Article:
When my niece, Michaela, was three-years-old and still learning her place in the world, on occasion she would inform me, solemnly, that I was her aunt.

This I already knew. Although, she was just emerging from her baby-talk stage and had a tendency to pronounce “aunt” as if she were saying “aren't”—which always took me a moment to figure out.

“Kay-Kay, you're my aren't,” she would say, adding the extra “r.”

I would heartily agree.

As she got a bit older, I sometimes corrected her, gently. “Honey, we're Bostonians, so we don't use the r-sound too often.” Then, I would teach her how to say “aunt” with the broad New England vowels I had learned when I was a child.

“Ahhhhhhhh-nt,” she said, as she practiced.

Today, Michaela is seven-years-old. Or, as she would say, she's seven-almost-eight. And, the best part of my week is the Friday afternoons I spend with her and Mary Kate, her two-year-old sister.

It takes resolution to be a good aunt, especially when facing a mountain of deadlines. But, I have a sneaking suspicion that no matter how much I tell my nieces I love them, they are not going to understand what that means unless I give them my time. Words are cheap.

A generation ago, everyone in my family lived within blocks of each other in the working-class Irish neighborhoods of Boston. Aunts and uncles were an integral part of daily life.

After I was born, we moved to the suburbs. I didn't see my extended family every day. But, still, my 10 aunts and uncles were important figures in my childhood world.

I pity the offspring of America's modern-style families who have only one sibling, if any. And I have limitless sympathy for the children of China's one-baby-per-couple policy. They may never know what it's like to have an aunt, and never have the joy of being one.

So, if it's Friday afternoon, you probably won't find me staring at a computer screen, or talking to editors, or reporting on stories.

Instead, I'm usually standing with a baby in my arms at Holy Name School, in the West Roxbury section of Boston, waiting for class to let out.

On a recent Friday, Michaela said she wanted to have a party for her miniature collie, Chase, who was two-years-old. After school we baked a cake, lit the candles, and sang “Happy Birthday” as he pranced around the kitchen barking gleefully.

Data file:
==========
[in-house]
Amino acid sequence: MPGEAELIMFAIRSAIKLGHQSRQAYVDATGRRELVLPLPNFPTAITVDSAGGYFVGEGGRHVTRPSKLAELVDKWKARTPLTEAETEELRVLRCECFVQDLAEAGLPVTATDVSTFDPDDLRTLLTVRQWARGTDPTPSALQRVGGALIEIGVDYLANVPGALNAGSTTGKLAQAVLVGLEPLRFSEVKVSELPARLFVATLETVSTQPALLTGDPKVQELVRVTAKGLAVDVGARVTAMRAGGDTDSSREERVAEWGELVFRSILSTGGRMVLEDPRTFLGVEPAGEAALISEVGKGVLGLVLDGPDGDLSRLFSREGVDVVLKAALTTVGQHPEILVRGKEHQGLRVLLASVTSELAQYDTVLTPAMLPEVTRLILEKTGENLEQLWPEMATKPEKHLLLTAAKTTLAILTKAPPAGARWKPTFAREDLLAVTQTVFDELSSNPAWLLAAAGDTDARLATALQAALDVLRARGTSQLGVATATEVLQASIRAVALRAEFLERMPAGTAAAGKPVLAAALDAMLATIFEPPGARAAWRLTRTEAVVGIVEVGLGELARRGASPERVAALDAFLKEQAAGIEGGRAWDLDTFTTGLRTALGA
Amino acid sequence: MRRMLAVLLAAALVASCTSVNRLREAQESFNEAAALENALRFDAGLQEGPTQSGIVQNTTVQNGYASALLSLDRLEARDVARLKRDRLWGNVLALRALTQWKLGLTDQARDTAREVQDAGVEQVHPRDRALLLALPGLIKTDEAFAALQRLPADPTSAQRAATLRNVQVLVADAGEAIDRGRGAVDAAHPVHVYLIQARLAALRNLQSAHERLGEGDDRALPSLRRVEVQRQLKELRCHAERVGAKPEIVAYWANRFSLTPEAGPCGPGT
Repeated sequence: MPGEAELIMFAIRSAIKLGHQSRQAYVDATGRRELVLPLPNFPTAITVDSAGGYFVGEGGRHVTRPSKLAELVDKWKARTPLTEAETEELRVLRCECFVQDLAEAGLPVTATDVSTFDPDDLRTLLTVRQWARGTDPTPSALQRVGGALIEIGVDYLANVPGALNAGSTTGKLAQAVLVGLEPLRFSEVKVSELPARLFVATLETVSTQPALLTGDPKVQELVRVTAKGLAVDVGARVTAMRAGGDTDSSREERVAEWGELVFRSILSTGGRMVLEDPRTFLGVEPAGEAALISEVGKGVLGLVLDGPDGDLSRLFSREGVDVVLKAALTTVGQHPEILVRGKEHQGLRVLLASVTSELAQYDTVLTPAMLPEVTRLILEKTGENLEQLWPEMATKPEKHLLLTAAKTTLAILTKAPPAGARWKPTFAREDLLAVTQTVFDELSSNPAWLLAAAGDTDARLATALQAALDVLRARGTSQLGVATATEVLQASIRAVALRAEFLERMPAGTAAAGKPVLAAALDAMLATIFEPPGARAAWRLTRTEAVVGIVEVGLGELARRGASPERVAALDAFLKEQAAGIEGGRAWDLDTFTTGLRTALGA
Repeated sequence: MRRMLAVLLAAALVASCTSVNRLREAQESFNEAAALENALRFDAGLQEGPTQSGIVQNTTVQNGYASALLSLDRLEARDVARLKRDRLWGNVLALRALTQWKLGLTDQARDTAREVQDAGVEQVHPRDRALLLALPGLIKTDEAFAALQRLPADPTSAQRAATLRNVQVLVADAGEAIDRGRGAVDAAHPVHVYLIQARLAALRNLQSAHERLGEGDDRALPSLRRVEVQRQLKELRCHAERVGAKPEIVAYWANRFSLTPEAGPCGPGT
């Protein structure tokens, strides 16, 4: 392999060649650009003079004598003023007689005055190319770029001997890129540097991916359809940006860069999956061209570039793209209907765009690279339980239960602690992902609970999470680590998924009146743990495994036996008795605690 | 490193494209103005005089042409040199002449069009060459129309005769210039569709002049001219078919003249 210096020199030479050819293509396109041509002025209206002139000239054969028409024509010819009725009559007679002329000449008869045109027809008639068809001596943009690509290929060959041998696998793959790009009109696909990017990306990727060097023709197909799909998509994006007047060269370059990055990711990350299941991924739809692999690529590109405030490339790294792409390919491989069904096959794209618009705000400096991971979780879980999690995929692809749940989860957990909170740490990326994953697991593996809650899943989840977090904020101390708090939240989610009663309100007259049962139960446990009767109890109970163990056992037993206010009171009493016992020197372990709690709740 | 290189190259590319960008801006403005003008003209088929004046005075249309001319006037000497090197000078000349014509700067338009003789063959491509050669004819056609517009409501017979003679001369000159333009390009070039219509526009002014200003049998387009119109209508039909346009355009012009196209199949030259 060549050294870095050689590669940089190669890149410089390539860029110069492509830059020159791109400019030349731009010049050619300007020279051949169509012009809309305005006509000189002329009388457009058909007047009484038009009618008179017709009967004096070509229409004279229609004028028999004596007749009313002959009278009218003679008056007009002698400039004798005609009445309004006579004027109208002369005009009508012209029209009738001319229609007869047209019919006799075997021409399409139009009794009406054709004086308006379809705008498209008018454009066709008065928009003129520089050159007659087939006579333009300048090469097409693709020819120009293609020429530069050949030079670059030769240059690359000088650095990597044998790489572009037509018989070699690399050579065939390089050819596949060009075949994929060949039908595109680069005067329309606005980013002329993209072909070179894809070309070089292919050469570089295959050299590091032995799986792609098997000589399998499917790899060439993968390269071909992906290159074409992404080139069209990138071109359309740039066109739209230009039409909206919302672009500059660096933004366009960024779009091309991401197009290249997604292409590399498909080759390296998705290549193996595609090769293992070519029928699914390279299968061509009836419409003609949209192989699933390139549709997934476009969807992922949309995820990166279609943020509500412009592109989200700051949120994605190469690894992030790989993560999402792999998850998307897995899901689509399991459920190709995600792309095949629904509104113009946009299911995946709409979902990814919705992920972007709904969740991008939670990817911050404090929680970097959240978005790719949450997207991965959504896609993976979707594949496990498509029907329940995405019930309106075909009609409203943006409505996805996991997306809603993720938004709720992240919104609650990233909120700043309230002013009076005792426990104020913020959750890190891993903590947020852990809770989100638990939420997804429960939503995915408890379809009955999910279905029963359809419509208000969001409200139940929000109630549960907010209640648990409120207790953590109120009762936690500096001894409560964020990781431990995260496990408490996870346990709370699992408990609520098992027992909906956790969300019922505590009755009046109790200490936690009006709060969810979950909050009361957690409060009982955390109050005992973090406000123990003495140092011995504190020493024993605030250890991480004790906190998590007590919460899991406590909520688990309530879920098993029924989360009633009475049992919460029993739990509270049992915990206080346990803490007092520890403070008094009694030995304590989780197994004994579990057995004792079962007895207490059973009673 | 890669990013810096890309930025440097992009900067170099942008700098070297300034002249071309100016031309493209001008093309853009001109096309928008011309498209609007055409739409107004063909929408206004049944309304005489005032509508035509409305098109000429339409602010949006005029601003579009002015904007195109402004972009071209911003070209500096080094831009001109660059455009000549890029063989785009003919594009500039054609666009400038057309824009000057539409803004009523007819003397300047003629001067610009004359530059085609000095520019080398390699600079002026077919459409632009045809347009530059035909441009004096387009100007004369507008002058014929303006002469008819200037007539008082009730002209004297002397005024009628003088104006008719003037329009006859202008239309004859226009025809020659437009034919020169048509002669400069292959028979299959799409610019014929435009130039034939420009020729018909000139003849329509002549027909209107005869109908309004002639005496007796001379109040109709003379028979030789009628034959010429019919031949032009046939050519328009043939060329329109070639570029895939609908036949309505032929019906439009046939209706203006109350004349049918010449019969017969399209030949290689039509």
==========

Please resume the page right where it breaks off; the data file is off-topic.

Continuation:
Later, we walked to the playground with the dog in tow. Michaela played on the slide and I pushed Mary Kate in the toddler swing until dusk fell.

As I gathered the kids and the dog for the five-block walk home, I mentally listed the tasks I had waiting for me in my office.

Michaela interrupted my thoughts.

“Kay-Kay, do you think Chase had fun on his birthday?” she asked me.

Something about the sincerity of her question made me realize that I would rather have spent the afternoon singing “Happy Birthday” to a dog than working on the most important news story.

Michaela informed me last May, as I met her in front of school, that the Sunday after Mother's Day was “Aunt's Day.” She had a gift in her hand that she had made for her mother's celebration, and I think she didn't want me to feel left out.

“Is it really?” I said.

“Yes,” she replied, seriously. “Because mothers are very important, but aunts are important too.”

While my nieces and I walked toward the nearby church to “visit God,” as we call our after-school prayers in front of the Blessed Sacrament, we discussed the best way to observe my special day. I suggested getting ice cream cones and going to the playground. Michaela and Mary Kate agreed.

And, we decided that while the official day would be on Sunday, we would celebrate on the Friday before—an idea I picked up from the moveable Monday holidays.

Certainly, an aunt can't take the place of a mother, but an aunt—or an uncle—can help to shape young minds and create memories that last a lifetime.

When I'm long gone, my then-grown-up nieces might think back to those sunny afternoons at the playground. Or, they might recall the day we visited the Arnold Arboretum and ran from one end of an open field to the other, laughing all the way. Or, they might remember visits to the century-old neighborhood library near their house.

Or, they might think back to the dog's birthday party, and smile.

Kathleen Howley is a Catholic journalist based in Boston, Mass